boxed_number_blue_2.png   Delivering this integrated solution in ways that generate both acceptable financial returns to investors as well as development outcomes at scale

Searching for integrated solutions to this problem, we chose to test two approaches: one based on partnering with an existing financial institution in Uganda and one in South Africa based on creating a new specialist SME fund (the “Empowerment through Energy Fund”).  We concluded that a new specialist intermediary was the most effective way of providing business skills and finance in ways that best developed a viable small and growing business sector.

     
  In 2004, we partnered with Jurie Willemse, a serial entrepreneur with a long track-record working to support SMEs, to co-create GroFin – a pioneer SME development financier that provides tailored finance and business skills to help entrepreneurs start and grow successful enterprises as a means to create jobs and drive socio-economic development.  
     

An integrated solution

GroFin manages a number of dedicated SME funds with investment from a range of foundations, development finance institutions, impact investors and commercial banks. SME clients are chosen based on the viability of their business plans – not on the availability of collateral.
The GroFin Africa Fund is the largest in the world targeting the "missing middle"


GroFin provides both mezzanine finance (typically medium-term loans tailored to specific business needs) and extensive business support from local teams of experts to help entrepreneurs develop robust growth strategies and achieve success.

Over the last 12 years, GroFin and SF have formed a close strategic partnership to demonstrate that this model is a financially-viable way to generate impact at scale. The business has now supported nearly over 7,000 entrepreneurs across 14 countries in Africa and the Middle East, employs around 130 staff, and has over $500m under management. The GroFin Africa Fund is the largest fund in the world targeting the “missing middle”.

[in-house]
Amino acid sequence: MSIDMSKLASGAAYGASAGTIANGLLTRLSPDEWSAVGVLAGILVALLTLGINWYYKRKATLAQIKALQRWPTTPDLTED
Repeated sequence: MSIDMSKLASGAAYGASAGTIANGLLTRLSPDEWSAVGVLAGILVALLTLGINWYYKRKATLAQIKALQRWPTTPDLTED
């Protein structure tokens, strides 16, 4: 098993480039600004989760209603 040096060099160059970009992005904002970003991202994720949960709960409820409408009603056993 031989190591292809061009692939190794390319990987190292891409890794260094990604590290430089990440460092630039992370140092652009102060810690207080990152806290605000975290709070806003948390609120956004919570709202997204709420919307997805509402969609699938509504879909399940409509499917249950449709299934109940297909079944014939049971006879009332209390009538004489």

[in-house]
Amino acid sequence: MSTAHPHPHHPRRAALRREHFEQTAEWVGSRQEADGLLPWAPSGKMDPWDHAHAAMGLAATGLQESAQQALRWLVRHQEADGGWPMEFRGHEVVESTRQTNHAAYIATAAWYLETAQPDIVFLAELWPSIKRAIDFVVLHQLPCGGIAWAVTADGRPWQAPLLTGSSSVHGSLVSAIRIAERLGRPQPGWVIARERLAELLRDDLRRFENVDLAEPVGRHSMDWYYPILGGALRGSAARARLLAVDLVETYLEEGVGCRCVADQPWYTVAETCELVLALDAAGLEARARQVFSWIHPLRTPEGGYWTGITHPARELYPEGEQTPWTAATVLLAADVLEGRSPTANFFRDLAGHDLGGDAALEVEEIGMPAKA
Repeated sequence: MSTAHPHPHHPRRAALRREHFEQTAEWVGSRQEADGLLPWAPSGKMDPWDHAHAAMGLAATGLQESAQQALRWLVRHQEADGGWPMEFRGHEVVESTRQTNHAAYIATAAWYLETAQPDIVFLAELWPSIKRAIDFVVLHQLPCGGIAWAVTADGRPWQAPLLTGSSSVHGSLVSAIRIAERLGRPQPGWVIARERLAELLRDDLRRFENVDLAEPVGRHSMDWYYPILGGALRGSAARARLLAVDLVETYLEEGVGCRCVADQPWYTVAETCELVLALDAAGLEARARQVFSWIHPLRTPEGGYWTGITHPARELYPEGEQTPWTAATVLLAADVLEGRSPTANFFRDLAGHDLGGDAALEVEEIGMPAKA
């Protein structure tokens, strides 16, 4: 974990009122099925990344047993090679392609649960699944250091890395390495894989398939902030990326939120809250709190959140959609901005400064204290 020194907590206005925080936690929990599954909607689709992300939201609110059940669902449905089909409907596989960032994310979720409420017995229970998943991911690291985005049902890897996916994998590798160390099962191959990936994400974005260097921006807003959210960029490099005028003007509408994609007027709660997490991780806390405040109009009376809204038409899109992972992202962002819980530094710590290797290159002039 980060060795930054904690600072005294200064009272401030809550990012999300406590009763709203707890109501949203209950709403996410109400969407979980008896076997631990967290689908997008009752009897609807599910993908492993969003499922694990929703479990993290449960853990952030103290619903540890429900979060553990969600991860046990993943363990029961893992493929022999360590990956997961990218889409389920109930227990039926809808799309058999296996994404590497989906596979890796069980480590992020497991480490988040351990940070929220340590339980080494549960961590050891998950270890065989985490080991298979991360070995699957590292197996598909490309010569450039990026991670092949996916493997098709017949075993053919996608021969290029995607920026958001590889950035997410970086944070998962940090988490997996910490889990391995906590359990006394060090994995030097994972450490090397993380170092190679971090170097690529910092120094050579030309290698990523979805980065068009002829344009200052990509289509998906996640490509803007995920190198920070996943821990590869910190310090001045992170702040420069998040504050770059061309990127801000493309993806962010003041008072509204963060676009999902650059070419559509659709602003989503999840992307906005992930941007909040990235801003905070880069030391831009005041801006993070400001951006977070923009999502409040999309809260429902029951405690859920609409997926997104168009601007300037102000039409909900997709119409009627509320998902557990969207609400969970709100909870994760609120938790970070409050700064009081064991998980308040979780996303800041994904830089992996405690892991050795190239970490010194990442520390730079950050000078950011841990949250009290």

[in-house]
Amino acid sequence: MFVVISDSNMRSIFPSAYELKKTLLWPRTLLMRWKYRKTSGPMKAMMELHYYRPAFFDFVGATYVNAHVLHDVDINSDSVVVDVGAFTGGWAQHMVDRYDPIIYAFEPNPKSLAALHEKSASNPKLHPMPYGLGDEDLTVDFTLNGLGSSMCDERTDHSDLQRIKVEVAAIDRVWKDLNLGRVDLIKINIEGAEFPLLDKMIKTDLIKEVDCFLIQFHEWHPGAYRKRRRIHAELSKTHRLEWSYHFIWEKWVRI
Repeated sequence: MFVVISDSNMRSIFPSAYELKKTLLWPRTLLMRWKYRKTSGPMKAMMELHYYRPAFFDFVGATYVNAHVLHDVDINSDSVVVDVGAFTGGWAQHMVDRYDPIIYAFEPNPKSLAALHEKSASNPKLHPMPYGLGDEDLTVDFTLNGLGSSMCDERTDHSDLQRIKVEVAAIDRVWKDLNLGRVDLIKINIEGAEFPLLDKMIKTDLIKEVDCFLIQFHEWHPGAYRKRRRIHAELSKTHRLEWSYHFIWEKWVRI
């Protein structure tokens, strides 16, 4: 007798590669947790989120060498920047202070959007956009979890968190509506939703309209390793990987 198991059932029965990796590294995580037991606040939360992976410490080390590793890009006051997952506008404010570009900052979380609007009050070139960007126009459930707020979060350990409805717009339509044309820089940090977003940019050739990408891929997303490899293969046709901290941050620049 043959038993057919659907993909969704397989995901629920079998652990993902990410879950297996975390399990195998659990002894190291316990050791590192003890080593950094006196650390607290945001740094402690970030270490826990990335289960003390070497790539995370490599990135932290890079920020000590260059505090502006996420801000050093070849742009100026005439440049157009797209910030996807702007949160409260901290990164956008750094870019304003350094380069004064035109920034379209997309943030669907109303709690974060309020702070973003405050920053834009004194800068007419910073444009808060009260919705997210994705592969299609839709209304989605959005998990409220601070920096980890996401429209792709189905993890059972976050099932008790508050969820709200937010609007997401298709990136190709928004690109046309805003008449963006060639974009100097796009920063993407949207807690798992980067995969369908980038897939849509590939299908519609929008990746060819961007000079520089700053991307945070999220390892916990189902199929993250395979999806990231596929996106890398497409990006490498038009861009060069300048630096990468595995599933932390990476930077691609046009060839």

Their work has created and sustained over 18,000 new jobs to-date.

BUILDING MARKETS

GroFin has a vision to operate in over 25 emerging economies worldwide by 2020. But even if this vision is achieved, the SME sector as a whole will remain critically under-served across the world.

To encourage greater investment, both SF and GroFin are promoting “Growth Finance” as new financially-viable asset class, targeting start-up and growing enterprises, with the potential to grow beyond the size of microfinance (a $20 billion sector) and deliver significant global impact.

To support the growth finance sector, we established Optima and in 2009 co-founded the Aspen Network for Development Entrepreneurs (ANDE). To-date, over $500m has been deployed by ANDE to create jobs
As part of our efforts to build this sector, we helped establish Optima in 2008, a specialist provider of skills and training support to SME fund managers, investors and entrepreneurs. They provided specific business advice around valuation, deal structuring, mentoring, skills audits and performance assessments – and delivered customised training to bridge the skills gap in this emerging asset class.

We also co-founded the Aspen Network for Development Entrepreneurs (ANDE) in 2009, a global network of organisations that support small and growing businesses. ANDE works to share best practices in metrics and evaluation of socio-economic impact, research and disseminate market data, and to facilitate collaboration between the wide range of actors in the sector (including foundations, investment funds, capacity development providers, academic institutions, development finance institutions and corporations).

     
  ANDE now over 200 members from more than 150 countries that have collectively supported nearly 350,000 entrepreneurs to create jobs, stimulate long-term economic growth and deliver environmental and social benefits through support for start-up and growing businesses.  
     

 

IMPACT

sustainable_job_creation_impact_v2_5.jpg


Subscribe to the Shell Foundation newsletter

Subscribe to this report